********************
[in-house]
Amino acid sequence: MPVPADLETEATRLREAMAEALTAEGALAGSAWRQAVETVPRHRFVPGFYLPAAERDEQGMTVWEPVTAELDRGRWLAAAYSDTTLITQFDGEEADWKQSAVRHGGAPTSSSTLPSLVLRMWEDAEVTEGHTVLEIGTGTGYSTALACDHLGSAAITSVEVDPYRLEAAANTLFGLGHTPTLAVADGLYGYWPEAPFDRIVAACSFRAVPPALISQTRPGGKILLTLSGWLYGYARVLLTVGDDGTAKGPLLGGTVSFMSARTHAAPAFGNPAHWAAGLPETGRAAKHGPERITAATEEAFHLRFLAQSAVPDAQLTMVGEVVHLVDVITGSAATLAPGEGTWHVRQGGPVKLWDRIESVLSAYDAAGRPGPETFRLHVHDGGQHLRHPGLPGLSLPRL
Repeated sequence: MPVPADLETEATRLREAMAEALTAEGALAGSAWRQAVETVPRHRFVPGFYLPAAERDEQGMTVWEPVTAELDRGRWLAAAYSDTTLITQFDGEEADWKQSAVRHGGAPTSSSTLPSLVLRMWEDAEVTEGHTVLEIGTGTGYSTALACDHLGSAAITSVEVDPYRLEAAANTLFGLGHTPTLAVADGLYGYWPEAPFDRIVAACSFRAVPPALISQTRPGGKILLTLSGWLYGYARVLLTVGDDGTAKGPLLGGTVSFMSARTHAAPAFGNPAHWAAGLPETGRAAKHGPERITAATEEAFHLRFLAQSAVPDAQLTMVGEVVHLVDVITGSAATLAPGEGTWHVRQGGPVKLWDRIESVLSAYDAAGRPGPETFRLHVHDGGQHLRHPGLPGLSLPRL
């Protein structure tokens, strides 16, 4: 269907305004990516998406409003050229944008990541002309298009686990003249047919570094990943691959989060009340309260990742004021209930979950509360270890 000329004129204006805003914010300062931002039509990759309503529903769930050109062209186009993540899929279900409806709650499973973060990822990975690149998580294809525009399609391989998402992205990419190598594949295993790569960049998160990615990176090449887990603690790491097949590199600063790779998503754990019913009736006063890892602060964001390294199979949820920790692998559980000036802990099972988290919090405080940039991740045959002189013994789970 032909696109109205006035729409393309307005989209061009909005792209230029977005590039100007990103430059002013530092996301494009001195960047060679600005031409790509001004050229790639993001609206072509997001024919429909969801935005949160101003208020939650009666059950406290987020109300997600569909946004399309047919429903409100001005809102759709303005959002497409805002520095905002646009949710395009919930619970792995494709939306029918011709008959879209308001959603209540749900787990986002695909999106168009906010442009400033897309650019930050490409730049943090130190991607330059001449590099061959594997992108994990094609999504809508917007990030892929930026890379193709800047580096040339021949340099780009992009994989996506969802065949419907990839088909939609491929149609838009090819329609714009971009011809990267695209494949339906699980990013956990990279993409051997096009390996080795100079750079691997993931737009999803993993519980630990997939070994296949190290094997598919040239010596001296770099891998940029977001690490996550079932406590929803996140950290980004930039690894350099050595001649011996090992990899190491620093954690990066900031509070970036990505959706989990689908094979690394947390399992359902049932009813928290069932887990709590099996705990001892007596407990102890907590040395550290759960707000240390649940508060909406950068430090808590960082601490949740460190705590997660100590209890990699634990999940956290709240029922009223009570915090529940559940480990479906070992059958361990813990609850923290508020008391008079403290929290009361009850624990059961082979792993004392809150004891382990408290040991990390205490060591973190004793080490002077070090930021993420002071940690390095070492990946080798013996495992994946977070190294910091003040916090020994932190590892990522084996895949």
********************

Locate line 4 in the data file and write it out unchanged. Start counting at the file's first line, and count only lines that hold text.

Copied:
């Protein structure tokens, strides 16, 4: 269907305004990516998406409003050229944008990541002309298009686990003249047919570094990943691959989060009340309260990742004021209930979950509360270890 000329004129204006805003914010300062931002039509990759309503529903769930050109062209186009993540899929279900409806709650499973973060990822990975690149998580294809525009399609391989998402992205990419190598594949295993790569960049998160990615990176090449887990603690790491097949590199600063790779998503754990019913009736006063890892602060964001390294199979949820920790692998559980000036802990099972988290919090405080940039991740045959002189013994789970 032909696109109205006035729409393309307005989209061009909005792209230029977005590039100007990103430059002013530092996301494009001195960047060679600005031409790509001004050229790639993001609206072509997001024919429909969801935005949160101003208020939650009666059950406290987020109300997600569909946004399309047919429903409100001005809102759709303005959002497409805002520095905002646009949710395009919930619970792995494709939306029918011709008959879209308001959603209540749900787990986002695909999106168009906010442009400033897309650019930050490409730049943090130190991607330059001449590099061959594997992108994990094609999504809508917007990030892929930026890379193709800047580096040339021949340099780009992009994989996506969802065949419907990839088909939609491929149609838009090819329609714009971009011809990267695209494949339906699980990013956990990279993409051997096009390996080795100079750079691997993931737009999803993993519980630990997939070994296949190290094997598919040239010596001296770099891998940029977001690490996550079932406590929803996140950290980004930039690894350099050595001649011996090992990899190491620093954690990066900031509070970036990505959706989990689908094979690394947390399992359902049932009813928290069932887990709590099996705990001892007596407990102890907590040395550290759960707000240390649940508060909406950068430090808590960082601490949740460190705590997660100590209890990699634990999940956290709240029922009223009570915090529940559940480990479906070992059958361990813990609850923290508020008391008079403290929290009361009850624990059961082979792993004392809150004891382990408290040991990390205490060591973190004793080490002077070090930021993420002071940690390095070492990946080798013996495992994946977070190294910091003040916090020994932190590892990522084996895949």